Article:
From the Supplement to the 118th Annual Meeting

Bookstores

Nancy Berlage, December 2003

Wondering what to do between meeting sessions or job interviews? Go to a bookstore. Washington has many fine bookstores near the meeting hotels. As the center of politics and government in America, the city offers some great choices for political, historical, and nonfiction subjects. Politics & Prose Bookstore and Coffeehouse (5015 Connecticut Ave. NW, about a half a mile north of the Van Ness stop on the Red Line, or a short cab ride) is popular for book signings, readings, and lively discussions.

The Dupont Circle area also has a number of bookshops. Second Story Books (20th and P Sts. NW) is one of Washington's premier carriers of used and vintage books. Lambda Rising (1625 Connecticut Ave. NW) specializes in gay, lesbian, bisexual, and transgender literature and nonfiction. If you want to catch a little music along with a bite to eat and an eclectic collection of hard-to-find titles, you may consider visiting Kramerbooks & Afterwords (1517 Connecticut Ave. NW). Second Story, Kramerbooks, and Lambda Rising are all near the Dupont Circle Metro stop on the Red Line. In Adams Morgan, Idle Time Books (2410 18th St. NW) is worth a look.

Georgetown, a little further away, and best reached by cab (or the Georgetown Metro Connection bus from the Foggy Bottom Metro Station on the Orange Line), is another area with several bookshops: try Bartleby's Books for antiquarian and Americana books and ephemera (3034 M St. NW, at Jefferson, second floor) or The Lantern (3241 P St. NW), the charity store of Bryn Mawr alumnae, for a surprisingly good selection of used books.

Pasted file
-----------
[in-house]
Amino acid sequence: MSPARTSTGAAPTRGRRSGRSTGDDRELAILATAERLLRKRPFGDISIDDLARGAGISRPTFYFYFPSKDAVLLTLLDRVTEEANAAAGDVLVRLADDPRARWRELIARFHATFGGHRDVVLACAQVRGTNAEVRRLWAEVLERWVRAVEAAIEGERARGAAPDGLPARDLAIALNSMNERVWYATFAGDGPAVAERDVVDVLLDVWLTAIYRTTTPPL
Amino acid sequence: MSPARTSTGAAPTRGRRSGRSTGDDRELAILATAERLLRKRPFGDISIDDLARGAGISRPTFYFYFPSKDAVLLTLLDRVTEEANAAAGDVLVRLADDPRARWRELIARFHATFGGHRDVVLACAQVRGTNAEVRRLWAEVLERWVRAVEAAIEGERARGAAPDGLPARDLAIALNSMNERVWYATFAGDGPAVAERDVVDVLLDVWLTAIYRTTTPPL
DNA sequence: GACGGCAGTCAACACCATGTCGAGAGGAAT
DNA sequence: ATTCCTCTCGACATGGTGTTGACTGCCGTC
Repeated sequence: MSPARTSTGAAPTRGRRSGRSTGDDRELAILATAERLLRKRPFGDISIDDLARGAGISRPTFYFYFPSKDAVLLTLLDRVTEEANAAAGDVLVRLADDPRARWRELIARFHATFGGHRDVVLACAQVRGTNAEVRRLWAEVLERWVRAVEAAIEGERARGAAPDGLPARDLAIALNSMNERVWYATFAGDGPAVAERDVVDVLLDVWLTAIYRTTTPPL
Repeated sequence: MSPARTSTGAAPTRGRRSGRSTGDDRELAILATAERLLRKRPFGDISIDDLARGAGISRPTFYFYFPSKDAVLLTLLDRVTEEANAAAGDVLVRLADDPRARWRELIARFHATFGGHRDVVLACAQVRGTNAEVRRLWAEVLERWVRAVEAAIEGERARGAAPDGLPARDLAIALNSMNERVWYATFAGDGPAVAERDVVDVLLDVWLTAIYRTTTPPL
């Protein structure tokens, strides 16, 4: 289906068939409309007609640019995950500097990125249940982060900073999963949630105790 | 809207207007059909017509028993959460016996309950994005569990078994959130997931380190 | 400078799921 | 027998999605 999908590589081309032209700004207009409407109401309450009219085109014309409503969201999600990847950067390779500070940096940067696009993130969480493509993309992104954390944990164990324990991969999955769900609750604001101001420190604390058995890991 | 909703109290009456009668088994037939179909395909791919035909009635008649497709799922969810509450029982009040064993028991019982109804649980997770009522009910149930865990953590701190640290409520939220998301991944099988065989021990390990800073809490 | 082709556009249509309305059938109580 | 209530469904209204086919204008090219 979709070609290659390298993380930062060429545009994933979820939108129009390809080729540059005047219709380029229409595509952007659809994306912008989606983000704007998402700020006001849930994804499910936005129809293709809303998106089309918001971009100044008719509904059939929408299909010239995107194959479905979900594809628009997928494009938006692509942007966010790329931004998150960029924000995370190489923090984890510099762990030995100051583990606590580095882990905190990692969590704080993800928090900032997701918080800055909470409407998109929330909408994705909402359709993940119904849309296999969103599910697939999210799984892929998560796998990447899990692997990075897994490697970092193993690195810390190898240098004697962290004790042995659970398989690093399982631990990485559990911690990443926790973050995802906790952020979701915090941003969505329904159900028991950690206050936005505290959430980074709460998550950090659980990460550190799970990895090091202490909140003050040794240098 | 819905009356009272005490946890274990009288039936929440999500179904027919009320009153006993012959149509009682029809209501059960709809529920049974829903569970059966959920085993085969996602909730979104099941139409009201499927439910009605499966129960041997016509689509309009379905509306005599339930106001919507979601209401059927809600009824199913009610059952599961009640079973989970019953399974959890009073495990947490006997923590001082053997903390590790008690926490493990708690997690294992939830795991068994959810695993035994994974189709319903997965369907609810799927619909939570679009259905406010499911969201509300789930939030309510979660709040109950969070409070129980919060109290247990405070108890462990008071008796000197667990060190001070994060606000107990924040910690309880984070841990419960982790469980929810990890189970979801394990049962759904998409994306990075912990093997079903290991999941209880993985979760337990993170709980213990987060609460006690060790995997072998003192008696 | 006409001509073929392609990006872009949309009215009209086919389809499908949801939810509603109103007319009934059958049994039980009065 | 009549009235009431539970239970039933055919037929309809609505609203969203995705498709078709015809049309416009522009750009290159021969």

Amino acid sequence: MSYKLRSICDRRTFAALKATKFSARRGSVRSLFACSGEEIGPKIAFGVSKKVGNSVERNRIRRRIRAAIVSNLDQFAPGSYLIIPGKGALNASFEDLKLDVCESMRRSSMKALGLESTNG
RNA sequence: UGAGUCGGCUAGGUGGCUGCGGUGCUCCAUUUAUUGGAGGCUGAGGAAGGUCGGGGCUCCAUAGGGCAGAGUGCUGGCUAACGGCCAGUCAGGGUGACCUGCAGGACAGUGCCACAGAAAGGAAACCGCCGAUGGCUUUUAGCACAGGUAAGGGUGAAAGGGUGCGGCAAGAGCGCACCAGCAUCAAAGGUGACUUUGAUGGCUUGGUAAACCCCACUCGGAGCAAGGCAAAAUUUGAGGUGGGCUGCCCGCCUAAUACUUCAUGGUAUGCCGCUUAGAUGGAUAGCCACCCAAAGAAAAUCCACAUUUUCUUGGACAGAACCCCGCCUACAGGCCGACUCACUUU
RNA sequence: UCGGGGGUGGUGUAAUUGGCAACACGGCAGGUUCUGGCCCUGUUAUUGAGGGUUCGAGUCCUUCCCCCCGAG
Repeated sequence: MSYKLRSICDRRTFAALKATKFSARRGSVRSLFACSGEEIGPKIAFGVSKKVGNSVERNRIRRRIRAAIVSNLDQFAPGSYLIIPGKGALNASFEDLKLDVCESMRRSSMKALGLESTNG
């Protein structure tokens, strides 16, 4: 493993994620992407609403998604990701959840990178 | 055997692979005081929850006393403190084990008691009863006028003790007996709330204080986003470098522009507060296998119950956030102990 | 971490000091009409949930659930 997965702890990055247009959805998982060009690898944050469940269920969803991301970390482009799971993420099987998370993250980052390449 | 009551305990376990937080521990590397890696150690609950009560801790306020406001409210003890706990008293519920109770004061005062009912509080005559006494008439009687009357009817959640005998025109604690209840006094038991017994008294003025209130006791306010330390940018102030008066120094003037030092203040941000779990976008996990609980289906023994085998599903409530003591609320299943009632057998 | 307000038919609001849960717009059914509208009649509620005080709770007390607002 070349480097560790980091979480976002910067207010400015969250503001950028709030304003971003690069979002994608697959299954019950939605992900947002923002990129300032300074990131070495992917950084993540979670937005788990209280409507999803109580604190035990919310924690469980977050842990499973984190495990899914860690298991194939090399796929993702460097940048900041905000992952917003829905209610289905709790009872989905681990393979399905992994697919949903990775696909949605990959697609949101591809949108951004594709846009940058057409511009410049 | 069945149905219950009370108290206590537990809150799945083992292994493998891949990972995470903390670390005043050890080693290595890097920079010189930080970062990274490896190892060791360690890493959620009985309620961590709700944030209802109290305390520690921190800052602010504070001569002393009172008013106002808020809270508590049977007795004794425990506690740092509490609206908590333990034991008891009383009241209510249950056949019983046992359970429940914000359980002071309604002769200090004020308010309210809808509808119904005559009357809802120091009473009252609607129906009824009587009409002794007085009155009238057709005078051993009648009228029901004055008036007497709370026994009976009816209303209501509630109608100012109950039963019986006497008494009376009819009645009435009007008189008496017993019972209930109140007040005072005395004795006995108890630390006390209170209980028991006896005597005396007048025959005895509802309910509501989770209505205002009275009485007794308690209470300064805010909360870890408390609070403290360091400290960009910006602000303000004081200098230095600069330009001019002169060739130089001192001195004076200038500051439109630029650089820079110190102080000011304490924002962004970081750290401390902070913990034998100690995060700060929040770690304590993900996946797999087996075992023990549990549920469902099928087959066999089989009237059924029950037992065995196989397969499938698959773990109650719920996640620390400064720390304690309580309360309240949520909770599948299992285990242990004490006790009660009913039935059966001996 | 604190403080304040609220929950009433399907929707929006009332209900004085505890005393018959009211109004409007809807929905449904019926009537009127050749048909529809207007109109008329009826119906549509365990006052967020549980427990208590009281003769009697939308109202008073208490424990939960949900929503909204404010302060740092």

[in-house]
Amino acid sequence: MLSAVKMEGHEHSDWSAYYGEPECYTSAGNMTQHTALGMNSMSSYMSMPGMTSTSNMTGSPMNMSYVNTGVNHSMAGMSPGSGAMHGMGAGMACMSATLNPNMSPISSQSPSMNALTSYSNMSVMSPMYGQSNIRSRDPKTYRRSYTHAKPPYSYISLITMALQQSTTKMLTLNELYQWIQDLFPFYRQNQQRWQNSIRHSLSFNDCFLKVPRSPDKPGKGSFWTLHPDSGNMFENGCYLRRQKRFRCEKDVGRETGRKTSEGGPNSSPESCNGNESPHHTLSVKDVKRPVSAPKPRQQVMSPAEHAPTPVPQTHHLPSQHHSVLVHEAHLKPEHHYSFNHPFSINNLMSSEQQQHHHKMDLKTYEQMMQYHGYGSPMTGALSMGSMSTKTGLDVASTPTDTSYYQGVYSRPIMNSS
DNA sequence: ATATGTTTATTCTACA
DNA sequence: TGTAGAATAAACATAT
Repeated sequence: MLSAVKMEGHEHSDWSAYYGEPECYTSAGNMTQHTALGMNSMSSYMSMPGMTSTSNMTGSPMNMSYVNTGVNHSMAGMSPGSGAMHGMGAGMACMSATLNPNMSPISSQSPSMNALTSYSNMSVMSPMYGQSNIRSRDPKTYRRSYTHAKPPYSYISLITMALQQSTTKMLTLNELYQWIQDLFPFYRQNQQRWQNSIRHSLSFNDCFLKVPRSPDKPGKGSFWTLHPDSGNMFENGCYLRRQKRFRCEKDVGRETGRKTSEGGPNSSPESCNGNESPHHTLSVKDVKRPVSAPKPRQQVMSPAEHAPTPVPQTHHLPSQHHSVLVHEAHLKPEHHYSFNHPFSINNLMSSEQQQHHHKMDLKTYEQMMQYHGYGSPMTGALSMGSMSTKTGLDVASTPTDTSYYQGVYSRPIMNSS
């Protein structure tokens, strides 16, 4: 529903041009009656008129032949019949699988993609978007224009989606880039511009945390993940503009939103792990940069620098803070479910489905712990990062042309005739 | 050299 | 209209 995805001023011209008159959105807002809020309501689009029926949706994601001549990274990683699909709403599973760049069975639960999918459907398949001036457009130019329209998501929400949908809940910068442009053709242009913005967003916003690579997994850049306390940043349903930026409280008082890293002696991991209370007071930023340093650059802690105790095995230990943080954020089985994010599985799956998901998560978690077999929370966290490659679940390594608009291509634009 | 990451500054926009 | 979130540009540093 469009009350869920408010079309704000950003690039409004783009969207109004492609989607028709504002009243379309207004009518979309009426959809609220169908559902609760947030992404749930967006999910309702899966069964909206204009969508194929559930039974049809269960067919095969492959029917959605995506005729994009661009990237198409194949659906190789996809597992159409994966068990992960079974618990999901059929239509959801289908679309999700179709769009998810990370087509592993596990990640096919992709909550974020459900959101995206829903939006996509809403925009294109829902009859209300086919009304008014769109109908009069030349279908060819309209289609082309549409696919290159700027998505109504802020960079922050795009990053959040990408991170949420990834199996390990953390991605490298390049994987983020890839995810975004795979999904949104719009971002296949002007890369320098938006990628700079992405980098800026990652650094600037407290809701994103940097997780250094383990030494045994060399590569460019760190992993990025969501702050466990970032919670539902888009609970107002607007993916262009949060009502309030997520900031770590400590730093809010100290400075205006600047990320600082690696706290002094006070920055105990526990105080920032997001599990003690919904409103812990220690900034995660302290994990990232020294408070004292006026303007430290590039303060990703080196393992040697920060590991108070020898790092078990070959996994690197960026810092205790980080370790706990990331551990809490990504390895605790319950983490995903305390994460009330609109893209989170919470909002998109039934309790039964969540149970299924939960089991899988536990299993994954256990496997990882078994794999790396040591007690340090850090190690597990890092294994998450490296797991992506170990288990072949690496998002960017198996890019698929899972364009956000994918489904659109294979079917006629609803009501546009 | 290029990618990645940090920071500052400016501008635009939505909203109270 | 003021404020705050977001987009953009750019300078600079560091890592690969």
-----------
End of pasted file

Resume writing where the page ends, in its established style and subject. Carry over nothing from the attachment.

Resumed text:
Downtown, Chapters: A Literary Bookstore, D.C.'s premier literary spot, has brand-new digs at 1001 Pennsylvania Ave. NW (entrance at 445 11th St. NW). Bader Franz Bookstore (1911 I St. NW, Farragut West on the Orange/Blue Line) features titles on art, art history, architecture, design, graphics, and photography. Reiter's Scientific & Professional Books, just around the corner at 2021 K St. NW, offers a vast array of technical books in virtually any field. You may want to take your good credit card because they feature the pricier titles. On Capitol Hill, Trover Shop (221 Pennsylvania Ave. SE, Capitol South Metro on the Orange/Blue Line) specializes in books for the politically savvy and is a favorite of the Capitol Hill crowd. If you wish to go further afield in pursuit of that special find, try Second Story Books and Georgetown Books in Bethesda, both a short walk from the Bethesda stop on the Red Line. You can find an exhaustive listing of bookstores in the D.C. area at http://www.geocities.com/Athens/4824/na-dc.htm and at http://www.washingtonbooksellers.com/waba/.

Nancy Berlage is a senior historian with History Associates Incorporated in Rockville, Maryland.